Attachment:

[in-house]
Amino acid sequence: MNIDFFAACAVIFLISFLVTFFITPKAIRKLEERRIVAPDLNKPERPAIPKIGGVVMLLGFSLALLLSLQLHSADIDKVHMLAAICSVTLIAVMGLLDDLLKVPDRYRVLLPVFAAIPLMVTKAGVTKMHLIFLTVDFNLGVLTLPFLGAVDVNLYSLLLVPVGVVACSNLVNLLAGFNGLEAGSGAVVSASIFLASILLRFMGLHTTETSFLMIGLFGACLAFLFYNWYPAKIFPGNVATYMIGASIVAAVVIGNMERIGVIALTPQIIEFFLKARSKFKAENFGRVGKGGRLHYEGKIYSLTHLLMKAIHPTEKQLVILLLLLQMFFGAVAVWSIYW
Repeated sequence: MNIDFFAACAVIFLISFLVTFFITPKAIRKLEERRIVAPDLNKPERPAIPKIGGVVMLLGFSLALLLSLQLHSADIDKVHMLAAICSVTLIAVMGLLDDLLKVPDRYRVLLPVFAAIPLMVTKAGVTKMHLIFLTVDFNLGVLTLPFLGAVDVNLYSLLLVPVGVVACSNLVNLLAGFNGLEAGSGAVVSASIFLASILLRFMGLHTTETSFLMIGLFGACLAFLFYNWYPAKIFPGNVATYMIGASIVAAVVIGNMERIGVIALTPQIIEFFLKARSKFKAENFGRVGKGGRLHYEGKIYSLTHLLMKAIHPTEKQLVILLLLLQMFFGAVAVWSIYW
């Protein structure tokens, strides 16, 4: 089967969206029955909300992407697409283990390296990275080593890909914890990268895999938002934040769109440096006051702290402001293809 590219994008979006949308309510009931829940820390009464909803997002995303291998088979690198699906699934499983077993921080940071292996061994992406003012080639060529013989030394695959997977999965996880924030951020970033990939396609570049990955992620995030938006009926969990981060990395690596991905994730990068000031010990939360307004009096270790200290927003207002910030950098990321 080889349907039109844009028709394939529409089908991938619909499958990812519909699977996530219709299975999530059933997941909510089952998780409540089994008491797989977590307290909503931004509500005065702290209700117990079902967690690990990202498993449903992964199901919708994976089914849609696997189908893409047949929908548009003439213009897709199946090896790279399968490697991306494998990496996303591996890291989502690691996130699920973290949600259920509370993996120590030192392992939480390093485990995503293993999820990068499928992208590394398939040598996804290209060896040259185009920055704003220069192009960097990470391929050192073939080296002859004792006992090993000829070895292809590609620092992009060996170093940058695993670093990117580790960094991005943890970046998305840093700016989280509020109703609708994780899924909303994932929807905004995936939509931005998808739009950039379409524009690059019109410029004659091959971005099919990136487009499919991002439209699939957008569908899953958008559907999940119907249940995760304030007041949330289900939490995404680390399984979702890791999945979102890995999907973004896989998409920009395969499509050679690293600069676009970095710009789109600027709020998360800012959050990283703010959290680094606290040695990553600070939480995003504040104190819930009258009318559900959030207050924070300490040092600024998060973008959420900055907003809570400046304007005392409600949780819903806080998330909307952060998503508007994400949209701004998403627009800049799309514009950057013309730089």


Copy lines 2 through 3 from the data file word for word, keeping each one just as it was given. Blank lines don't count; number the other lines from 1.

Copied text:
Amino acid sequence: MNIDFFAACAVIFLISFLVTFFITPKAIRKLEERRIVAPDLNKPERPAIPKIGGVVMLLGFSLALLLSLQLHSADIDKVHMLAAICSVTLIAVMGLLDDLLKVPDRYRVLLPVFAAIPLMVTKAGVTKMHLIFLTVDFNLGVLTLPFLGAVDVNLYSLLLVPVGVVACSNLVNLLAGFNGLEAGSGAVVSASIFLASILLRFMGLHTTETSFLMIGLFGACLAFLFYNWYPAKIFPGNVATYMIGASIVAAVVIGNMERIGVIALTPQIIEFFLKARSKFKAENFGRVGKGGRLHYEGKIYSLTHLLMKAIHPTEKQLVILLLLLQMFFGAVAVWSIYW
Repeated sequence: MNIDFFAACAVIFLISFLVTFFITPKAIRKLEERRIVAPDLNKPERPAIPKIGGVVMLLGFSLALLLSLQLHSADIDKVHMLAAICSVTLIAVMGLLDDLLKVPDRYRVLLPVFAAIPLMVTKAGVTKMHLIFLTVDFNLGVLTLPFLGAVDVNLYSLLLVPVGVVACSNLVNLLAGFNGLEAGSGAVVSASIFLASILLRFMGLHTTETSFLMIGLFGACLAFLFYNWYPAKIFPGNVATYMIGASIVAAVVIGNMERIGVIALTPQIIEFFLKARSKFKAENFGRVGKGGRLHYEGKIYSLTHLLMKAIHPTEKQLVILLLLLQMFFGAVAVWSIYW